‘Why does something as simple as reversing the caravan always result in a row?’

Aug 19, 2020
This community writer says there are some things you should never do when you own a caravan. Source: Getty.

If you own a caravan, there are some things you just never do. For example, never give the Bride a two-way, without two years of intensive training.

I had to reverse my caravan onto a tiled pad yesterday, following some tree trimming. A team of three tree trimmers trimmed the tree, not me. I just had to move the van out of the way. They wanted to STAND on the van’s roof, would you believe!

I had managed to reverse the van within a few feet of its resting place. The instruction manual for the radio was gone, so I ran through the procedures for operating the two-way. It’s a simple little thing, just one button for on/off and another for speak/listen.

The LISTEN circuit must have been faulty though, because the following ‘conversation’ took place. Although it wasn’t really a conversation, as it was kinda one-way on a two-way.

Bride: “Back… more… more… wait a minute, you’ve run over the Xmas bush. GO FORWARD!” [I ease the tow car into drive and move further out onto the road.]

Bride: “Okay, now, back… more… there’s a car coming. Stop! I SAID STOP… STOP. STOP.” [The car and van have moved a foot or so.]

I check the rear view mirrors, and every thing seems to be fine, if a little crooked.

Bride: “You can come back now. Watch that car… There’s another car coming the other way. I said stop! STOP!” Furious sounds of buttons being pressed, then: “WHY DON’T YOU LISTEN WHEN I SPEAK TO YOU! It’s not a question…”

“I TOLD YOU TO LISTEN TO ME WHEN YOU’RE REVERSING THE VAN ONTO THE BLOCK.” The Bride then practically throws the two-way at me and shouts: “I’M GOING INSIDE!” Which she does, slamming the front door.

However, rescue is at hand. A fellow caravanner drives by, sees my predicament and asks: “You need any help mate?” Is the Pope a Catholic?

He lines up the concrete and brick pad with his eye. “You’re a bit crooked?!” It’s neither a question nor a statement. An interrabang?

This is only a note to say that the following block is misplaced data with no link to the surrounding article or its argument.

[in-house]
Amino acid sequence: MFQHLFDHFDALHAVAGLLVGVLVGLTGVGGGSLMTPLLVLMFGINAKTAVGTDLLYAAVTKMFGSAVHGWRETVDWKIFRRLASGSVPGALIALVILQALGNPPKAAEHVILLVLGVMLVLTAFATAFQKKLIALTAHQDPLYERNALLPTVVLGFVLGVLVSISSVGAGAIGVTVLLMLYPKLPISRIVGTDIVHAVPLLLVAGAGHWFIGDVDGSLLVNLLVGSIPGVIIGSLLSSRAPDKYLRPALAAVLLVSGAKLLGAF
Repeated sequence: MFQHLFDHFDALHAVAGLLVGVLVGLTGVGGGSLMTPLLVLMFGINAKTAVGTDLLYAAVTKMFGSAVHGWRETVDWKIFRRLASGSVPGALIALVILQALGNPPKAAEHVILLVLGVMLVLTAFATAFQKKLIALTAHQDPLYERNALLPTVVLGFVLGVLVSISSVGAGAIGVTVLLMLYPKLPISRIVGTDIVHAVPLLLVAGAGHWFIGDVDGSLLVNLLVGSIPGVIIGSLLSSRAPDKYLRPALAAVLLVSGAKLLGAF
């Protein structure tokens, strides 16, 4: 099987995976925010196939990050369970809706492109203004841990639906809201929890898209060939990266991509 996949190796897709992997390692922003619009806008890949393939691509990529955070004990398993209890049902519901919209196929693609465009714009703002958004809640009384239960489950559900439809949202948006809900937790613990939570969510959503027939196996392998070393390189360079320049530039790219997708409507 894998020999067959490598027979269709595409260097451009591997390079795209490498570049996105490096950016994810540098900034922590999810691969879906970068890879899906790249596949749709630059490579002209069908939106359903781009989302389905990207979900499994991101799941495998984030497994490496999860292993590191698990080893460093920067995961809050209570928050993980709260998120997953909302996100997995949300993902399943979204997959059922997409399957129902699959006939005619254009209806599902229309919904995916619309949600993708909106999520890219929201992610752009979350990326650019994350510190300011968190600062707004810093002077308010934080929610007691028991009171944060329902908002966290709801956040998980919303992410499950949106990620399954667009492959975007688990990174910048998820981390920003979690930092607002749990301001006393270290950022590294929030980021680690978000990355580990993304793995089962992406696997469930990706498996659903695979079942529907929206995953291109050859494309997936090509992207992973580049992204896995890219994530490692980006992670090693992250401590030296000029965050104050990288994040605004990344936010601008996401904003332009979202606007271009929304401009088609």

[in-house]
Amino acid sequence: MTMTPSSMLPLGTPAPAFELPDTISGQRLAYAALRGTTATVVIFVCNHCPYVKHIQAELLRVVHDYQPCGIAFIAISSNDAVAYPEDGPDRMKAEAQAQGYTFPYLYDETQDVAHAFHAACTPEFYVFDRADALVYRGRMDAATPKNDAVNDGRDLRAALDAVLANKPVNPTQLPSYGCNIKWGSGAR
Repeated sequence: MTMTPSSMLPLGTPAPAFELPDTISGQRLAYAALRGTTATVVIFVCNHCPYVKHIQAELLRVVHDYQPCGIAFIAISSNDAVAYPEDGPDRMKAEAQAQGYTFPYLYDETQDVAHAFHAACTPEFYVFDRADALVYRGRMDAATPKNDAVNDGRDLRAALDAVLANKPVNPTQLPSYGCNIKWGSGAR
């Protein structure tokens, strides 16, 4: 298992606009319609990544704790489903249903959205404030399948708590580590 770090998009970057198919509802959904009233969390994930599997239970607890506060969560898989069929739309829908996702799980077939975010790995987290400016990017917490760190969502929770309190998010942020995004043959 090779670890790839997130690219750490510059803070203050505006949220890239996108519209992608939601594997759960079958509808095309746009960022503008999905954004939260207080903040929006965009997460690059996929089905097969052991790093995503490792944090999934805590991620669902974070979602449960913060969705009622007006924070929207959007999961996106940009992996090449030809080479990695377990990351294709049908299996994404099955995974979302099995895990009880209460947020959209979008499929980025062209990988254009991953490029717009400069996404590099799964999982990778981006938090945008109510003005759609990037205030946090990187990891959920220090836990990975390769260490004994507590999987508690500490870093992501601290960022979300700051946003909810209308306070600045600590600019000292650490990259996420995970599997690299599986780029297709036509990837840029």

He walks up to my driver’s side window. “You’re not too bad. Just straighten ‘er up a bit…. go forward about ten foot.” Ah, I think, a driver born before dismal currency.

“Good. Stop there. Need to swing the back of the van round a bit so you don’t hit the railing.” I had hit the railing once before. How did he know?

“Right, keep coming back.” He knew that reversing means coming back, and knew his right hand from his left as well. The rest was all done with hand signals. Like a conductor controlling an orchestra, he signalled me and my van to the exact spot it needed to be.

I switched off my motor and smiled with relief. “Thanks mate,” I said. I was prepared to offer him my very best bottle of wine in exchange for his help. “No worries mate.” We shook hands and he left me with the comparatively simple job of fitting the van’s jockey wheel, then taking the car off the tow ball.

As I was sorting out the towing gear, a woman came by, walking her little black dog. We struck up a brief conversation and I remarked how difficult it was to reverse a van with a wife doing the instructions. Over a two-way.

She smiled, and pulled the lead on her puppy a little closer to the footpath. “My husband would agree with you,” was her reply. I just shook my head. “What is it about male/female communication?” She smiled and said: “We ladies get a bit panicky at times.

Sue's sassy!

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